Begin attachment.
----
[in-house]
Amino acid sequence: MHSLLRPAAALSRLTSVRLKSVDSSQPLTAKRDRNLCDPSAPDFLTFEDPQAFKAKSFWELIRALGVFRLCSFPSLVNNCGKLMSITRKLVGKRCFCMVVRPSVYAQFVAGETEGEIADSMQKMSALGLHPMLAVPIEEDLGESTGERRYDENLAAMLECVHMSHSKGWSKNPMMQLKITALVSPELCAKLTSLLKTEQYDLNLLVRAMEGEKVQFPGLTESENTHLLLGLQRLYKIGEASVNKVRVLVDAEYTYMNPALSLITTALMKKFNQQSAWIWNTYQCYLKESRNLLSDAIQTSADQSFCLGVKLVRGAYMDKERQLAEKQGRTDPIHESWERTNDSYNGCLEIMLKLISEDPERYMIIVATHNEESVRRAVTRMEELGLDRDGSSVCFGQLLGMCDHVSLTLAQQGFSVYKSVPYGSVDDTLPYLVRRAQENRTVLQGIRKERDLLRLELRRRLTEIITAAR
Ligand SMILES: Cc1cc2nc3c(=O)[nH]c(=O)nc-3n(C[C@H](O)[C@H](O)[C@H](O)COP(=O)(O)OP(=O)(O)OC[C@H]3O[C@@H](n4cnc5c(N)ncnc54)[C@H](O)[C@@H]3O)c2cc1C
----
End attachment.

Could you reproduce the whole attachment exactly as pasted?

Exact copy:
[in-house]
Amino acid sequence: MHSLLRPAAALSRLTSVRLKSVDSSQPLTAKRDRNLCDPSAPDFLTFEDPQAFKAKSFWELIRALGVFRLCSFPSLVNNCGKLMSITRKLVGKRCFCMVVRPSVYAQFVAGETEGEIADSMQKMSALGLHPMLAVPIEEDLGESTGERRYDENLAAMLECVHMSHSKGWSKNPMMQLKITALVSPELCAKLTSLLKTEQYDLNLLVRAMEGEKVQFPGLTESENTHLLLGLQRLYKIGEASVNKVRVLVDAEYTYMNPALSLITTALMKKFNQQSAWIWNTYQCYLKESRNLLSDAIQTSADQSFCLGVKLVRGAYMDKERQLAEKQGRTDPIHESWERTNDSYNGCLEIMLKLISEDPERYMIIVATHNEESVRRAVTRMEELGLDRDGSSVCFGQLLGMCDHVSLTLAQQGFSVYKSVPYGSVDDTLPYLVRRAQENRTVLQGIRKERDLLRLELRRRLTEIITAAR
Ligand SMILES: Cc1cc2nc3c(=O)[nH]c(=O)nc-3n(C[C@H](O)[C@H](O)[C@H](O)COP(=O)(O)OP(=O)(O)OC[C@H]3O[C@@H](n4cnc5c(N)ncnc54)[C@H](O)[C@@H]3O)c2cc1C